They are lured by the sharp, rhythmic hammering of maple on cowhide. It echoes through this quiet High Point, N.C., neighborhood every time Wil Myers steps into the batting cage he built in 2007 with Scott Davis, then his coach at Wesleyan Christian Academy. When Myers gets down to work in Davis's backyard, the curious show up to see the majestic stroke that launched 37 home runs last season in Double and Triple A—a total no 21-year-old in the high minors has surpassed in nearly half a century.
Last Friday evening neighbors and friends, their faces frozen in awe in the twilight chill, watched as Myers obliterated one ball after another off a tee. Robert Whitehorne, who lives next door, was one of them. "Lots of guys will use this cage, but I always know when Wil is in here because the sound is so different," Whitehorne, 59, says. "I never saw Mickey Mantle play in person, but I imagine the sound of his bat hitting the ball was just like Wil's."
"If I had this batting cage in the big league city where Wil was playing," says Davis, who has coached at High Point's Wesleyan Christian for 10 years and won a state title with Myers in 2008, "I could charge $5 per person and make $10,000 a night. It's always an amazing show."
Myers's bat has made him one of the top prospects in the game and—after the Royals rather stunningly made it known last month that they would listen to offers for their best young power hitter—one of the most-discussed players of the off-season. On Dec. 9, Kansas City sent Myers and three other prospects (pitchers Mike Montgomery and Jake Odorizzi and third baseman Patrick Leonard) to the Rays for righthanders Wade Davis and James Shields.
For the last two seasons, the Royals have had one of the most admired collections of minor league talent in the game. Progress at the major league level has been disappointing, however; arms have been especially slow to develop. So Kansas City made the curious decision to part with BASEBALL AMERICA's 2012 Minor League Player of the Year, a 6'3" 205-pound outfielder who hit .314 with a .987 OPS in 134 games at Double and Triple A and reminds many scouts of a young Dale Murphy, another catcher converted to outfielder. (To take the comp one step further, take another look at the photos on the previous page.) "Wil has a chance to hit in the middle of a major league lineup for a long time," says Andrew Friedman, the Rays' general manager. "He's a prospect who has a lot of confidence in himself, which helps."
Myers is likely to begin the 2013 season at Triple A, but he could be in the Rays' lineup by May or June. There are edges to be smoothed: He's still learning to play the outfield—he only moved from behind the plate in 2011—and he struck out 140 times in 591 plate appearances last season. But ... "Every night Wil would do something that would make you say 'Wow,'" says Odorizzi, Myers's roommate in Triple A. "At the plate he can go off at any time, and he's getting close to becoming an elite outfielder. He doesn't overthink anything, which is good for a hitter, and his confidence was always high last year. The game just comes natural to him."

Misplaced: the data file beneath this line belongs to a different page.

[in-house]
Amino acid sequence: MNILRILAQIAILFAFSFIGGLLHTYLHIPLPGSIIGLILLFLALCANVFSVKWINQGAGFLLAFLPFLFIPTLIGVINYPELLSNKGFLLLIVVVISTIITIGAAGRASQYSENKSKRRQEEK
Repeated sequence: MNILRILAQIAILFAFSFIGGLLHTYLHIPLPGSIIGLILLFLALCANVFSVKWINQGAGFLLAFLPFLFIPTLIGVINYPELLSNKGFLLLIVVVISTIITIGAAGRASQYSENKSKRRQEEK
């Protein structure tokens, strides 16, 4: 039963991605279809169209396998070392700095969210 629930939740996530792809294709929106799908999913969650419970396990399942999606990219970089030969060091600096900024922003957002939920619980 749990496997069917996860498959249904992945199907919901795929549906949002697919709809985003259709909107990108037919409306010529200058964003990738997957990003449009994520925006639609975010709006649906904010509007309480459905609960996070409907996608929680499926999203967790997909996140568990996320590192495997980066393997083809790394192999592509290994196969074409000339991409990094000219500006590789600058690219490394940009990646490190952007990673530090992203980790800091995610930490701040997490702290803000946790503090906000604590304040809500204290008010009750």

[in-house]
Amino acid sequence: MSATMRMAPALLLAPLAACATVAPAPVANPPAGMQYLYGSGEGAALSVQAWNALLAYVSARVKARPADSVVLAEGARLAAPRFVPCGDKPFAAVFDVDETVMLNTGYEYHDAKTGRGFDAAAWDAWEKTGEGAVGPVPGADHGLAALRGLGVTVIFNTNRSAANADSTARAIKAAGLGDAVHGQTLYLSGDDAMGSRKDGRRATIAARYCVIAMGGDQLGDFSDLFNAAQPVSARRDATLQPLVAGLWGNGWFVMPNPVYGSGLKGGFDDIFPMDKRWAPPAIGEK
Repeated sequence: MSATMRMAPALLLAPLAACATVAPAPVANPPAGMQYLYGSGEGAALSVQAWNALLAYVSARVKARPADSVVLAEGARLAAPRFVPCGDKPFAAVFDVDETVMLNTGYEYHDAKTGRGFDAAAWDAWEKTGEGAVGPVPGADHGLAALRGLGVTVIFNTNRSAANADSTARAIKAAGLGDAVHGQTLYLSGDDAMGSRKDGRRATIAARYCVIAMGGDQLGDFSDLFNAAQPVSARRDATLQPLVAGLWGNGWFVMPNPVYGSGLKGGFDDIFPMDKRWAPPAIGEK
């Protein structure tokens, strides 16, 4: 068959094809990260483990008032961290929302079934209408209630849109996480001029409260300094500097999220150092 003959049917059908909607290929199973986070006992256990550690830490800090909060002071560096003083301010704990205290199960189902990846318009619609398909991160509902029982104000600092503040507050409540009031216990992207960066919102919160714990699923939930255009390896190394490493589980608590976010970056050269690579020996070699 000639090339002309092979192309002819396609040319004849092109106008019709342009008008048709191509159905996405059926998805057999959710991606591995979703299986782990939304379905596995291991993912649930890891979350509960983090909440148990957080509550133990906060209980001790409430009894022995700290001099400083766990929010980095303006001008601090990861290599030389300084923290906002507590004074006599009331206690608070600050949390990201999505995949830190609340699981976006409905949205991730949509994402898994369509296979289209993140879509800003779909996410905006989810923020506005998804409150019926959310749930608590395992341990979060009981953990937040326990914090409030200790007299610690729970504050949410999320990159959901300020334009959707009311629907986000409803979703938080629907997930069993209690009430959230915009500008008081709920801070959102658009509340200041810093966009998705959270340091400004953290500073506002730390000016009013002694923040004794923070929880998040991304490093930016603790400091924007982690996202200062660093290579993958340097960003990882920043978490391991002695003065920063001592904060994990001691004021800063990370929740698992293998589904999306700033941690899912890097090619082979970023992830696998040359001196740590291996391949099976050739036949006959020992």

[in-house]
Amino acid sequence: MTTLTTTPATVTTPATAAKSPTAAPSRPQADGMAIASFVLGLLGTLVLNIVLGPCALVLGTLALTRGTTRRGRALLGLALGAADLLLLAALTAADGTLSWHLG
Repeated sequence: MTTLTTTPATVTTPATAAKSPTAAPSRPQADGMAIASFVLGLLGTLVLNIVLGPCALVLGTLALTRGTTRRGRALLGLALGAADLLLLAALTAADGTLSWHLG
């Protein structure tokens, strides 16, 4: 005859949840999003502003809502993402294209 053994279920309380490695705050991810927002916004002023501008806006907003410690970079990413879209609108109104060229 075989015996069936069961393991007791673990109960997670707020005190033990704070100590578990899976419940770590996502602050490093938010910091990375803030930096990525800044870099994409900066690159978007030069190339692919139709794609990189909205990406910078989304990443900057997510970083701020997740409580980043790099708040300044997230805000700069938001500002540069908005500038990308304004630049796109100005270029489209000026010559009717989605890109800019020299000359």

To hear Eric and Pam Myers tell it, the signs first revealed themselves when their oldest boy was three. On a winter day Eric put a plastic bat in Wil's hand and tossed a plastic ball in his direction. Eric, who works in landscaping and never made it past JV baseball in high school, expected his son to try to block the ball. Instead Wil, like Bamm-Bamm on The Flintstones, took a full swing with his club and sent the ball smashing into a lamp. "That was the end of us playing that little game inside," Eric says.
At age five Myers joined a T-ball team, playing shortstop. He was the only kid who could throw the ball across the field to first base, but when he did the first basemen ran from it like it was an incoming UFO. "Wil," the coach yelled, "you have to roll the ball to first base. Your arm is too strong." Eric Myers, standing next to the field, smiled proudly.
Myers was a twiggy 5'5", 145-pound freshman at Wesleyan Christian when he hit .530 and was named all-state at third base. After his sophomore season he was offered a scholarship by South Carolina coach Ray Tanner (acting on the advice of Davis and one of the Gamecocks' coaches), which Myers accepted at the start of his junior year. For fun during practice, Myers started taking grounders at shortstop and would throw the ball between his legs to first base. "All the local scouts knew that by the time Wil was a junior he was our best player at every position," says Davis, who notes that Myers consistently pushed 90 mph on the radar gun when he was on the mound.
During a game in his junior year Myers, who was behind the plate, missed a signal from the bench calling for a pickoff play at first base. The opposing batter hit a double on the pitch that was never supposed to be thrown, and Wesleyan lost. The next morning at six, Davis met his team in the Wesleyan gym. "I'm going to shoot 20 three-pointers," the coach said. "If I hit 10, you guys pick one person to shoot. If he doesn't hit as many as me, you're running." Davis then connected on 12 of 20 shots.